For the participants of the III Summit in Brussels 04.04.2014

The upcoming Third Summit on Roma in Brussels is an opportunity for a deeper reflection on what has been achieved so far for Roma in the programs and projects defining the new perspectives in European policy on the million strong Roma community.

As Roma in the European Union, we are strongly interested in further EU actions. We are looking forward to many new one that will benefit Roma communities and allow the EU to improve the often very difficult situation of many Roma families.

One of the main objectives of EU actions is the increasing integration of the Roma community in civil society, an inclusion to be achieved by providing support in four areas: education (including general education as well as cultural, historical, and civic); housing; health and employment.

The new European Strategy for Roma for 2014-2020 also gives an opportunity for many EU-member states to show and prove that their political will and commitment is real. To this end, they should join the real preparations associated with this strategy, implement and support it at local governments levels, and take concrete actions to increase the integration its Roma residents.

Not all governments involved in developing this new strategy have taken the opportunity to involve and consult with Roma representatives. Such a strategy has a huge impact on the the priorities an guidelines that national governments will implement, and it is therefore essential, that the Roma community and its representatives are involved in shaping and defining it.

One of the key issues we face are the lack of reliable data on this minority and the lack of transparency and evaluation of the effectiveness of programs aimed at the Roma minority. The lack of reliable data tends to portray Roma as non-integrable, poor, with many children etc., and to portray this as a characteristic of Roma culture. The lack of transparency in the projects purported to help Roma results in wasted funds and a general view that Roma cannot be helped.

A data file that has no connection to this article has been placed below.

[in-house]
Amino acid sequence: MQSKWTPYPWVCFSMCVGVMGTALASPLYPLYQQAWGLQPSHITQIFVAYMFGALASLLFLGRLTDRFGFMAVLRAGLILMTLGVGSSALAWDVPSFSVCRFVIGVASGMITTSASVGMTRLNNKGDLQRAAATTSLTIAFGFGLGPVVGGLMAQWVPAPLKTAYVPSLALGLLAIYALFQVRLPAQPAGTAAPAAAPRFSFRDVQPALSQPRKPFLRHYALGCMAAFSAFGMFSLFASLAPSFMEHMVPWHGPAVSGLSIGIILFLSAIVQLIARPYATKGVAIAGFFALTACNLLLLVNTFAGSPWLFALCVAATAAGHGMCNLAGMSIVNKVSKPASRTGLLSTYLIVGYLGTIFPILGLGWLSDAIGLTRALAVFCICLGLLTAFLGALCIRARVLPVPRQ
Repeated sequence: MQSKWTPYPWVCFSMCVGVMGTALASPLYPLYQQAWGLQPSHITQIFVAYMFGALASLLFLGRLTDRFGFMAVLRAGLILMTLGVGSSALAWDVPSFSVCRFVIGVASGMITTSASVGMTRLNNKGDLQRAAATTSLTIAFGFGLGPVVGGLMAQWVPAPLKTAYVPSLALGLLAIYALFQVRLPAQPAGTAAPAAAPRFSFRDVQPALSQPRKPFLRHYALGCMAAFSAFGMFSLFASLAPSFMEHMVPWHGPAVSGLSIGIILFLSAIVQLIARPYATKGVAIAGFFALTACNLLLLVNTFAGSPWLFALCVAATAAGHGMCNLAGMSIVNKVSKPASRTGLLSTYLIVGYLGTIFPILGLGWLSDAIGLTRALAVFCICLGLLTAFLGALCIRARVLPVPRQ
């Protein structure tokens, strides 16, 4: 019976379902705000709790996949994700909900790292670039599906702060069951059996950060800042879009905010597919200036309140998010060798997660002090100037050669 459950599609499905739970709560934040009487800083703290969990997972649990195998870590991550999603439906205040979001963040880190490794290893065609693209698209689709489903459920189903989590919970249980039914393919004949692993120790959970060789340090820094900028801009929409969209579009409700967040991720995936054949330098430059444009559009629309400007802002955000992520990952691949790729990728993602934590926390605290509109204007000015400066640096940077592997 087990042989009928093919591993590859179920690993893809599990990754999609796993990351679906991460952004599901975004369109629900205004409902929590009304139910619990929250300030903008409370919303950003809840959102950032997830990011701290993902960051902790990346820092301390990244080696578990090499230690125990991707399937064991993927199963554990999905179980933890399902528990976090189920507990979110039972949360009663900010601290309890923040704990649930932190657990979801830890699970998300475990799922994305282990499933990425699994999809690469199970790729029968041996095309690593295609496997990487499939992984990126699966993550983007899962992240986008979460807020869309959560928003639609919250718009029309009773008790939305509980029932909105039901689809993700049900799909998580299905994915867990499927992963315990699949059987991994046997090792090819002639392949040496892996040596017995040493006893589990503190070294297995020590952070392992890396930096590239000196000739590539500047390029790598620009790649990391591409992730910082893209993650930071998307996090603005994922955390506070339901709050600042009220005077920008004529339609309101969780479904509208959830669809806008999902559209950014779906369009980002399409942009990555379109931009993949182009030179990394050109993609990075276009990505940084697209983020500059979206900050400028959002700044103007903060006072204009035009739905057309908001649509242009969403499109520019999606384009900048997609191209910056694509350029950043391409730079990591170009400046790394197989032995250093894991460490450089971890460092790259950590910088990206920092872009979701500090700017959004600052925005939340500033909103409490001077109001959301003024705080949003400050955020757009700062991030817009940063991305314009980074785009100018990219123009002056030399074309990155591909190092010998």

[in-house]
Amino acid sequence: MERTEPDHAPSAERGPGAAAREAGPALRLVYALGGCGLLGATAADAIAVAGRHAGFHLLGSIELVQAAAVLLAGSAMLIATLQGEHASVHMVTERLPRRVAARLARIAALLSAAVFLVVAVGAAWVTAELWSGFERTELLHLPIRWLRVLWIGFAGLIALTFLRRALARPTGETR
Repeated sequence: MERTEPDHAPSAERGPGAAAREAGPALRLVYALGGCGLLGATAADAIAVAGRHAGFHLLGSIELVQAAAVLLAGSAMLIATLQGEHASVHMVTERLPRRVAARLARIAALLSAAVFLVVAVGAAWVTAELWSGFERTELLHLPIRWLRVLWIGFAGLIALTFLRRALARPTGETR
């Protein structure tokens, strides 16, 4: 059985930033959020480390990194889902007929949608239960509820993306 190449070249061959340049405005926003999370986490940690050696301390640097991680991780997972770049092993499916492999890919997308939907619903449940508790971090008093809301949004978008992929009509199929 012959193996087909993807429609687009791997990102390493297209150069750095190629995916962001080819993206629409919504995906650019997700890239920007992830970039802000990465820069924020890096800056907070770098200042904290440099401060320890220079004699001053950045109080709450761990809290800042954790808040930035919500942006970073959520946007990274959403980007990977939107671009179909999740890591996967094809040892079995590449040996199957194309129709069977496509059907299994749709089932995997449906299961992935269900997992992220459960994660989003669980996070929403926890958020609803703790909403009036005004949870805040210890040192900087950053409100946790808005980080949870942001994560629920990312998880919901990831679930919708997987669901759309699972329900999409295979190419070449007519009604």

It is therefore essential to integrate the whole Roma community into the analysis, design, and implementation of the strategy, and this at the onset.

In the current Europe, the Roma minority is the only minority at real risk of social exclusion. The representation in the media, amongst politicians, and finally among the general population of Roma as a non-integrable minority, with low qualifications, education, and with inherent traits that prevent their integration in the larger community, results in a biased view.

There are Roma with a low education level, resulting in a lack of qualifications that are required in the labour market nowadays. This in turn, resulting in unemployment with its negative effect on living conditions and on health. After 1989, this increased unemployment resulted in an overall degradation of the situation of many Roma communities, and eventually in increased exclusion and racism as seen in many countries in Eastern Europe.

This fundamentally threatens the foundation of our existence. This threat of marginalisation is particularly real in a period of escalating economic and political crisis in many countries.

The enlargement of the European Union together with the increasingly difficult situation for Roma in their home country resulted in more Roma arriving in Western Europe. One needs to stress here that Roma are not more nor less mobile than the rest of the population. When there are 10% of Rroma among the population of a country such as Bulgaria, there will be 10% of Roma among Bulgarian migrants. Not more, not less.